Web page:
Non-fungible tokens (NFTs) have been around a long time. From Rare Pepes to Crypto-Kitties, they’ve been the subject of silliness in more ways than one. The latest hype around NFTs promises that artists will somehow make lots of money by selling tokens that represent some digital artwork.
The attractiveness of NFTs to artists, particularly the starving type, is that they can finally get paid. After years of being rejected by gatekeepers of various types, abusive relationships with companies that capture most of the value and loads of competition in industries that have way more supply than demand, NFTs seem like a meritocratic alternative, which gives bigger cuts to the talent than the current system.
I can sympathize with their hopes. We all have that talented artist friend that can’t seem to catch a break, or has been shunned because of their integrity while their less talented but more obsequious peers get fame, fortune and more. But does the promise live up to the hype? Is the NFT market the artists’ salvation?
To examine this question, we need to look at what NFTs are. They are tokens on the some blockchain (usually ETH) that purports to represent a piece of art. This could be a video, picture, song or anything else. The idea is that these mp4, jpg, mp3 or txt file can be made scarce by associating it with a token. Nothing associates the two except by convention. The token has no ability to unlock anything, it’s a representation, only because the artist declares that it does.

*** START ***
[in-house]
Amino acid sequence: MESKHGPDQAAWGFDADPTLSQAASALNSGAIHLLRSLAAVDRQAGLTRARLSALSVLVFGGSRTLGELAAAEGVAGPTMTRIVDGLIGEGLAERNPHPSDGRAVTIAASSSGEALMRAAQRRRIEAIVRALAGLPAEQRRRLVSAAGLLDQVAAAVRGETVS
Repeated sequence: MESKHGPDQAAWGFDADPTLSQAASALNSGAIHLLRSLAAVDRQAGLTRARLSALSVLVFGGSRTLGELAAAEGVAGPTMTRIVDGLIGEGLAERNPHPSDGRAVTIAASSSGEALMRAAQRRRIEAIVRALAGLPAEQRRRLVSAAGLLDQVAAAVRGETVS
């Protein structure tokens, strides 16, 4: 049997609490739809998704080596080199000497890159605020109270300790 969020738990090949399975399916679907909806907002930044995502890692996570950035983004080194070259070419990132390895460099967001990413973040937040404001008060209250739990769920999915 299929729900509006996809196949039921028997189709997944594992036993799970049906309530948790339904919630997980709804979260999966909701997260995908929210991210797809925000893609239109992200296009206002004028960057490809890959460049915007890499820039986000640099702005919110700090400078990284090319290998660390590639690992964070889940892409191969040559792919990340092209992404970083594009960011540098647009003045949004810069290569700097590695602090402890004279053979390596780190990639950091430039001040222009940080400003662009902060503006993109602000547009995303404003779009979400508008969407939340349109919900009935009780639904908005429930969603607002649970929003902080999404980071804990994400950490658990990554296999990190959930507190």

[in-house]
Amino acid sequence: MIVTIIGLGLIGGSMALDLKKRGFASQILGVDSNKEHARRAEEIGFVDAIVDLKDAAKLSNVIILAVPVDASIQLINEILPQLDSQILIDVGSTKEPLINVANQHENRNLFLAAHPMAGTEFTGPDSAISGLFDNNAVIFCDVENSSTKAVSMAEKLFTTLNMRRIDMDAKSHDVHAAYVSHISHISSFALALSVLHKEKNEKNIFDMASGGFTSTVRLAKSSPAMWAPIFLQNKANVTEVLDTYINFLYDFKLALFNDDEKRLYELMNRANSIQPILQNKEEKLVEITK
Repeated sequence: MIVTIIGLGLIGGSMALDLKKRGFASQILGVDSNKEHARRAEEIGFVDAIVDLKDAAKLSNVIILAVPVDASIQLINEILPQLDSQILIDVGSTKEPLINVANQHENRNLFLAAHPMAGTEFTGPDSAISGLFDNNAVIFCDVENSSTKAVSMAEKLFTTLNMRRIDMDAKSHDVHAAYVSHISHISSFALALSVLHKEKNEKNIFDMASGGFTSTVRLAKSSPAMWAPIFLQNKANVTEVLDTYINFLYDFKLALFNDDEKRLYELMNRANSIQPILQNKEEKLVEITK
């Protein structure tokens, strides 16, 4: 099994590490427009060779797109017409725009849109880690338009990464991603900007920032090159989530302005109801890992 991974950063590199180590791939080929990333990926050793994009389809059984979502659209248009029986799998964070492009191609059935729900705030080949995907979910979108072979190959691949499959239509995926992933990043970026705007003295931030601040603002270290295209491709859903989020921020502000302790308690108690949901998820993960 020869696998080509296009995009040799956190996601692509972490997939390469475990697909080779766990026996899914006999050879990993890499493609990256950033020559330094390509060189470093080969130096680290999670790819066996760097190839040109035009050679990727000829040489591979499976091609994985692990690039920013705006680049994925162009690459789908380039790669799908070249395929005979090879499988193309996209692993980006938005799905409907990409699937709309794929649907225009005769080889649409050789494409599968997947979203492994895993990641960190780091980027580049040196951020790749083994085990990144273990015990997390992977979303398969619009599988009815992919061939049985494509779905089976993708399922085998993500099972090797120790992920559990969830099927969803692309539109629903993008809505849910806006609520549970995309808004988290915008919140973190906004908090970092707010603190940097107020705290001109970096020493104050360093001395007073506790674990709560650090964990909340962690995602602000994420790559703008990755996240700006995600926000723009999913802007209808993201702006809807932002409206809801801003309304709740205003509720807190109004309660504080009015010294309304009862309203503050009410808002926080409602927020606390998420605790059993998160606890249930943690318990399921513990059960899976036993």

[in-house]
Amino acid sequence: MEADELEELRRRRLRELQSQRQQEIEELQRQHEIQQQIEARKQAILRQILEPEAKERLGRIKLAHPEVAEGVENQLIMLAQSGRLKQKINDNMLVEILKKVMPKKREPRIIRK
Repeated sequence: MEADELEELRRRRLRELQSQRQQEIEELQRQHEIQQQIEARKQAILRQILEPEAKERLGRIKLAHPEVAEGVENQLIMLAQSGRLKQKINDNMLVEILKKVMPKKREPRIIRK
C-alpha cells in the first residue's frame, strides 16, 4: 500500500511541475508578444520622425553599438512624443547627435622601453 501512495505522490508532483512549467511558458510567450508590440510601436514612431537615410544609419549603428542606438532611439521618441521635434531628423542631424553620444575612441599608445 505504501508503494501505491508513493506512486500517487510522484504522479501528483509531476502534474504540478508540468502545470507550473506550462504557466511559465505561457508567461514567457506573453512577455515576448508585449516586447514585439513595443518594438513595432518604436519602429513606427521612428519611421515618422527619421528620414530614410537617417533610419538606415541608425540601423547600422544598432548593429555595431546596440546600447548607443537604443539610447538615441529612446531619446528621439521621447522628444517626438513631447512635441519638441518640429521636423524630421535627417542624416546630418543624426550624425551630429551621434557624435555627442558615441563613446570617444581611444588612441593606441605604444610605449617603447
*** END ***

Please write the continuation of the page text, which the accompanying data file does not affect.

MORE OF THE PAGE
If this sounds familiar, it should. This is very similar to ICOs which only had value because the company behind it declared that it does. Fiat literally means “let it be done” and both NFTs and ICOs share this property that they make abstract claims that are backed by nothing more than promises. They are both fiat assets in the literal sense.
What’s more, much like how ICO buyers weren’t the people that intended to use them for future utility, but on the speculative potential, NFTs have the same dynamic. NFTs may have some potential future utility (hey, I own this token from this famous artist!) but are traded on speculative potential.